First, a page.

The funniest “friends” were a couple of Irishmen I met in Frankfurt. They were looking for their stuff. Seems they arrived in Frankfurt a few days before, checked into a pension and went out to get drunk. They were unable to find their lodging the next day. I walked around with them, as they hoped to recognize something. They had not found their stuff by the time we parted company.
Freedom is just another word for nothing left to lose
If freedom’s just another word for nothing left to lose, I achieved freedom. I ran out of money the day before I was scheduled to leave, so I went to the Frankfurt airport a whole day early, since I had no place else to go and just hung around. I was very happy finally to get on the plane. Flying was a little classier in those days. You could get snacks more easily, and I ate enough to make up for the lean day before. Hunger is the best cook. The very big drawback to flying in those days is that they had smoking sections. I got stuck in the smoking section. The stewardess asked me if I would move so that a family could sit together. I foolishly agreed. I really hate cigarette smoke and I sat next to a guy who told me he was afraid to fly. He smoked to assuage his fear. This was a Lufthansa flight and they had free beer. I drank down several and was able to sleep despite the foul air. I woke up only for the food.
When I got home, I felt changed in many ways. Physically, I was lighter by around 15 lbs. My father said that I looked like a scarecrow, but I felt okay. I didn’t really see very much of the German attractions, since I was such a low budget traveler, but I was glad to have gone. I felt like a sophisticated world traveler. I appreciated Germany, but I also appreciated America more. Amerika, du hast es besser.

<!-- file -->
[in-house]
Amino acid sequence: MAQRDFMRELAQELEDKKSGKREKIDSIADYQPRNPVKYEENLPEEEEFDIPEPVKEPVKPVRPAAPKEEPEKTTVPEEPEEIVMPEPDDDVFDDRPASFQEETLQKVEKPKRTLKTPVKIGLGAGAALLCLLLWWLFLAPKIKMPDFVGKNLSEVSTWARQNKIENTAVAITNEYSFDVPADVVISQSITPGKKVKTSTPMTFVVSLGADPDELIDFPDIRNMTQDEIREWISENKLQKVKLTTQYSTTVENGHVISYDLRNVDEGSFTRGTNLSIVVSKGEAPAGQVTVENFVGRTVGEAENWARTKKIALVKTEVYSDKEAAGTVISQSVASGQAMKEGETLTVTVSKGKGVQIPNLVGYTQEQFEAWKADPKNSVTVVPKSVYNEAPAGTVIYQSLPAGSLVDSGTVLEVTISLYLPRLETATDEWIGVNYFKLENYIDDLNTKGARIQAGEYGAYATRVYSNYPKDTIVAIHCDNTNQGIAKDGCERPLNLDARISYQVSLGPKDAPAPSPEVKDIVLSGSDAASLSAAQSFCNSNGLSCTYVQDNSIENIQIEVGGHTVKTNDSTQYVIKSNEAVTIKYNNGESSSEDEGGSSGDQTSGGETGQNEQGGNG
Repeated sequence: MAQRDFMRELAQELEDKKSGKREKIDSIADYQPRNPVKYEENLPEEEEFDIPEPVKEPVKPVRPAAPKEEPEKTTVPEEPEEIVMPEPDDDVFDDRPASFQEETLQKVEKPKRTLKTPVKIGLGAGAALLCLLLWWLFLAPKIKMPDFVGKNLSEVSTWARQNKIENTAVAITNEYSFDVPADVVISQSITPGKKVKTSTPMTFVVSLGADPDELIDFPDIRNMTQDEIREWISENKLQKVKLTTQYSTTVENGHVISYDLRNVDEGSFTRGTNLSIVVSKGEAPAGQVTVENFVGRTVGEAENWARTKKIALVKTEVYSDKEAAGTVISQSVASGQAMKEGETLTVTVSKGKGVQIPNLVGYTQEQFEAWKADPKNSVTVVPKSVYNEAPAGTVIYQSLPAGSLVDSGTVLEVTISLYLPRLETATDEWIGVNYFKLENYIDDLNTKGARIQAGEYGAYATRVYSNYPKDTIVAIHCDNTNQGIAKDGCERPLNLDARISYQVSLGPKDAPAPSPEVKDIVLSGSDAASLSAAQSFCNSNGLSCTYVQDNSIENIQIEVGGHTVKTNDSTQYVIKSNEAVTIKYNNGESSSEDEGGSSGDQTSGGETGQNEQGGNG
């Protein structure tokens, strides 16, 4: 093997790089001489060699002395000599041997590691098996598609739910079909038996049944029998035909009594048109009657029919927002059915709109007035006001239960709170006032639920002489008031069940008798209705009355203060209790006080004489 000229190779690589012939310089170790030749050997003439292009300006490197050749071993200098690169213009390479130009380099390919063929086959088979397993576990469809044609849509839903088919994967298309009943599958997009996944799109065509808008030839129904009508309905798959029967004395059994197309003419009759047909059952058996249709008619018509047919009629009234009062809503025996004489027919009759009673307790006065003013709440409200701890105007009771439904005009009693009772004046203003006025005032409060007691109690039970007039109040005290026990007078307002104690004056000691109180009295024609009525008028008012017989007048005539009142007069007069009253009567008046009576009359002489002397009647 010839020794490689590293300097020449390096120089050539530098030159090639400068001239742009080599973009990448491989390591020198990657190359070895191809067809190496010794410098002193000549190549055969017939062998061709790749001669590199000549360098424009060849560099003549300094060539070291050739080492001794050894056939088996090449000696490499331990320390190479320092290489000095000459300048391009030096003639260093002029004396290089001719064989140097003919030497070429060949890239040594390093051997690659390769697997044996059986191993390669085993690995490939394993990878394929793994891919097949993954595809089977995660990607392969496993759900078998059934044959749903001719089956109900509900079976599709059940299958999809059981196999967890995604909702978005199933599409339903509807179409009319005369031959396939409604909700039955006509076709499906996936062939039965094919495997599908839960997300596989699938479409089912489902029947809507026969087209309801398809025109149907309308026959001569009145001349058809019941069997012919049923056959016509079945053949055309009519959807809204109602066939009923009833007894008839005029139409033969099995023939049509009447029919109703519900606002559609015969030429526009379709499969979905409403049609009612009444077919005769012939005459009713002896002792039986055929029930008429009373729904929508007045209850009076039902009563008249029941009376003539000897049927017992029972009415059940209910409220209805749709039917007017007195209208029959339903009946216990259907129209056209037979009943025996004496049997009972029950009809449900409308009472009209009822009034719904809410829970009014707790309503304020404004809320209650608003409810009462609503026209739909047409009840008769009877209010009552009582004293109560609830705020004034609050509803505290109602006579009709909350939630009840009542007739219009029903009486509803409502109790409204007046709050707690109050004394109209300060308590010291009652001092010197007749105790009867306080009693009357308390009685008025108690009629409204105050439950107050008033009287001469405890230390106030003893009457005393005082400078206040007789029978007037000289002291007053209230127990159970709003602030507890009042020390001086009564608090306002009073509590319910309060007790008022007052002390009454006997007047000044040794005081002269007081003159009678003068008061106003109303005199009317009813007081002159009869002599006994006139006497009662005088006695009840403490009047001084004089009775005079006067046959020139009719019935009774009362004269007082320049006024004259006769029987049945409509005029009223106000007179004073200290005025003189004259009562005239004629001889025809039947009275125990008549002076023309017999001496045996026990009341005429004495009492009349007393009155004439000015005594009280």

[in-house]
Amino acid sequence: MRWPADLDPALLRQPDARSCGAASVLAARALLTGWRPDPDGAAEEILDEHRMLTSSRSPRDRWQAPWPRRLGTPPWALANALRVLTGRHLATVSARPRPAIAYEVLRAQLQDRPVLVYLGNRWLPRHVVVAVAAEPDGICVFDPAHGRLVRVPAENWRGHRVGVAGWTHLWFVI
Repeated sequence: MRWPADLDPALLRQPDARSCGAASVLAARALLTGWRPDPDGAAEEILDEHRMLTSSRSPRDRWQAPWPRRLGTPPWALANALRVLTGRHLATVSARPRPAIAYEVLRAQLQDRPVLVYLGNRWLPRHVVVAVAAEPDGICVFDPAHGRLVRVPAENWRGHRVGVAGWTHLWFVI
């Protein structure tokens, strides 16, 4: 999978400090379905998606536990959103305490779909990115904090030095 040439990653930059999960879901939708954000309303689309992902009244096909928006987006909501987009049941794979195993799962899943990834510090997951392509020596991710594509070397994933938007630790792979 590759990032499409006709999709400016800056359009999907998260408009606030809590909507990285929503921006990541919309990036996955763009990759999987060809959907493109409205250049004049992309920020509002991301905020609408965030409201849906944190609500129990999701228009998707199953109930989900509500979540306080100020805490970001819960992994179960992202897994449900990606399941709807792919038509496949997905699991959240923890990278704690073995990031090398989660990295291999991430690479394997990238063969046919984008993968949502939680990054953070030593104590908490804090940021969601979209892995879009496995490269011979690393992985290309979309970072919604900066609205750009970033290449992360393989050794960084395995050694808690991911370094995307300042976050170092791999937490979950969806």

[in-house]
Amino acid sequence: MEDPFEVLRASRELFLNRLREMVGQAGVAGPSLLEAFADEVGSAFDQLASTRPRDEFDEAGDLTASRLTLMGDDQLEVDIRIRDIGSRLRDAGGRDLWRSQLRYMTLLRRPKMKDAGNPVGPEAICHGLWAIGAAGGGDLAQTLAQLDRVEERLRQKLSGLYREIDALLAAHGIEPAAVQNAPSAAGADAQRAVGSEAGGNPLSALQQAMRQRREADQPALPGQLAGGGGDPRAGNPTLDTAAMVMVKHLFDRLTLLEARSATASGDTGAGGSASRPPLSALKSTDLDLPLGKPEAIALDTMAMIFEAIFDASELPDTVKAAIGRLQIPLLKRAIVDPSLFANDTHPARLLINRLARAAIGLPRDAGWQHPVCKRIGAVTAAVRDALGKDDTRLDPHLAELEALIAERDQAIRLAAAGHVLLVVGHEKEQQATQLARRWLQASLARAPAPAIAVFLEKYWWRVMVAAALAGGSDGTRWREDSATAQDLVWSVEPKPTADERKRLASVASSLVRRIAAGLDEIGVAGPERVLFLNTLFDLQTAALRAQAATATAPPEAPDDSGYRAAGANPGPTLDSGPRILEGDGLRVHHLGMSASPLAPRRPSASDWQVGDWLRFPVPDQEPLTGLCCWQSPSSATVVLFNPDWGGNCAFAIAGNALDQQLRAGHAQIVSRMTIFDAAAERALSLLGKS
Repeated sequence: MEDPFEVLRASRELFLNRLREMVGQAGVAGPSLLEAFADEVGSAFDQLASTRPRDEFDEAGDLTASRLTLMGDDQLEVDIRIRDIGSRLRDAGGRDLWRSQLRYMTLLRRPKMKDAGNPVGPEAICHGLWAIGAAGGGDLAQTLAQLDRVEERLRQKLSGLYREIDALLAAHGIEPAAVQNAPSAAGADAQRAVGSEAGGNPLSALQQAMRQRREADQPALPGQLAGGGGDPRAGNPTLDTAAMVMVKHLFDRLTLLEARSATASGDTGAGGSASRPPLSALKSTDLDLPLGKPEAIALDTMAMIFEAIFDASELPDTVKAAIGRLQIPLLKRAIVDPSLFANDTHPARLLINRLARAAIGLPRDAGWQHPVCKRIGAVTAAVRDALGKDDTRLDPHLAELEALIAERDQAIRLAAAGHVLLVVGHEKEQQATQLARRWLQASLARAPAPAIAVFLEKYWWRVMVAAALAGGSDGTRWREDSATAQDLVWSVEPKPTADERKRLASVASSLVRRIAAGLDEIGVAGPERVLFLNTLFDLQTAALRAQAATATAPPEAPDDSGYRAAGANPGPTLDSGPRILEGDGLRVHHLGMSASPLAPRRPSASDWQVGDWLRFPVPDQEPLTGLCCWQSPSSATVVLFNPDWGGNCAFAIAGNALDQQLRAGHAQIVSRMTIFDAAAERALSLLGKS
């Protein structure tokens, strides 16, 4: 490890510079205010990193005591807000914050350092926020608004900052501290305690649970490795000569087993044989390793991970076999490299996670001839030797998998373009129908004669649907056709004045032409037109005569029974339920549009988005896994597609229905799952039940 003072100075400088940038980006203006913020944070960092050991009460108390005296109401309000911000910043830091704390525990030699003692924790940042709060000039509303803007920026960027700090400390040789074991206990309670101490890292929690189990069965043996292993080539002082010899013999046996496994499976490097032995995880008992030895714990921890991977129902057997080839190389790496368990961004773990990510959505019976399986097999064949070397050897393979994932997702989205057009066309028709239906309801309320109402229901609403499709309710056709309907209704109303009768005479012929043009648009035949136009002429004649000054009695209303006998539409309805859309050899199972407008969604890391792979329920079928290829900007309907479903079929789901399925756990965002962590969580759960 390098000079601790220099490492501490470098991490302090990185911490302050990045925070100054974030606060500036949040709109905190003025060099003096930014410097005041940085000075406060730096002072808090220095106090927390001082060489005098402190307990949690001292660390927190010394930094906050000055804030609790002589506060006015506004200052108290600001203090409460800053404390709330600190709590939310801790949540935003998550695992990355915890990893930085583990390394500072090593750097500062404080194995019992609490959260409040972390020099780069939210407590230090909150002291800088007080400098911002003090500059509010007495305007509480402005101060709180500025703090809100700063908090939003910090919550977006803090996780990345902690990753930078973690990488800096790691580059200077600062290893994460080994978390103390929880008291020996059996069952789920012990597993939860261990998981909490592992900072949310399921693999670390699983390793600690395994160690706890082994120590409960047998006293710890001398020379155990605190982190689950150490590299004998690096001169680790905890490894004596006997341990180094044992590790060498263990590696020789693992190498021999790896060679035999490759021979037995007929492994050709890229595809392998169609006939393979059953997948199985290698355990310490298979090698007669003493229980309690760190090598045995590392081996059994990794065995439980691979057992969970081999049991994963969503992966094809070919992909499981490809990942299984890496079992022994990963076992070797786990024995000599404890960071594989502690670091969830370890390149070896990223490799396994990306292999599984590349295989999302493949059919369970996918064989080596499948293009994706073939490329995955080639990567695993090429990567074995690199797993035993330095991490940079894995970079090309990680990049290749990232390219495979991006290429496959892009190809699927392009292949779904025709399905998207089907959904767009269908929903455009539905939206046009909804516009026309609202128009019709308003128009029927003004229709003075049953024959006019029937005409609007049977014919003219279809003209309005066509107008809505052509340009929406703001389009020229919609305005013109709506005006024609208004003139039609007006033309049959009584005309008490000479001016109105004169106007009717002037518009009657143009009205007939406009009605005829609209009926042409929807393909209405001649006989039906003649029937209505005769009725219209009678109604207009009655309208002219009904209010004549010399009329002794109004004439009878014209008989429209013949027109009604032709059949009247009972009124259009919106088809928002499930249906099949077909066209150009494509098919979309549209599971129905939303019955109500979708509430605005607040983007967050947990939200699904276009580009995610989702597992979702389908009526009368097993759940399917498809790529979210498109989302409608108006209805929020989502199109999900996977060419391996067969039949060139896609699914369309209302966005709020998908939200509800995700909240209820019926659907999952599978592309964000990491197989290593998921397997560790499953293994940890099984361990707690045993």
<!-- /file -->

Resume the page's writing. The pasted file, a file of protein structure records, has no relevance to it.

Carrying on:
There is a two-part coda to this story. Chrissy & I went to Germany in 1989. We took the ferry from Oslo to Keil and then drove around. We had Mariza and Alex along this time. I was looking forward to going to all those nicer German places that I could not afford in my poor student days. Now we had more money, but we also had little kids. Little kids do not do well in nice European restaurants. We ended up eating at McDonald’s more often than I would have liked.
The second part of my story relates to language. When I got to Germany, I was surprised that I could still speak and understand German. In fact, it seemed even easier than before. So, I happily spoke to people and usually got what I wanted. We were down in southern Germany when I got a clue. I was talking to a woman at breakfast in a language that I thought was German. Finally, she asked me – “That language you are speaking. It is very much like German and I understand most, but what is it?”
I had learned Norwegian before taking my post there. Norwegian has lot of words like German. What I think happened was that I was simply mixing the languages, sometimes doing Norwegian with a German accent and sometimes the other way around. It was very fluent, which is why the woman thought it was a language, but it was something of my own inadvertent creation. I guess that is how creole languages develop.
My visit to Germany was in 1979 – my pre-camera days. I spent a day in Frankfurt on my way back from Iraq and have some pictures from then. The place did not change, but I had enough money for good food and drink.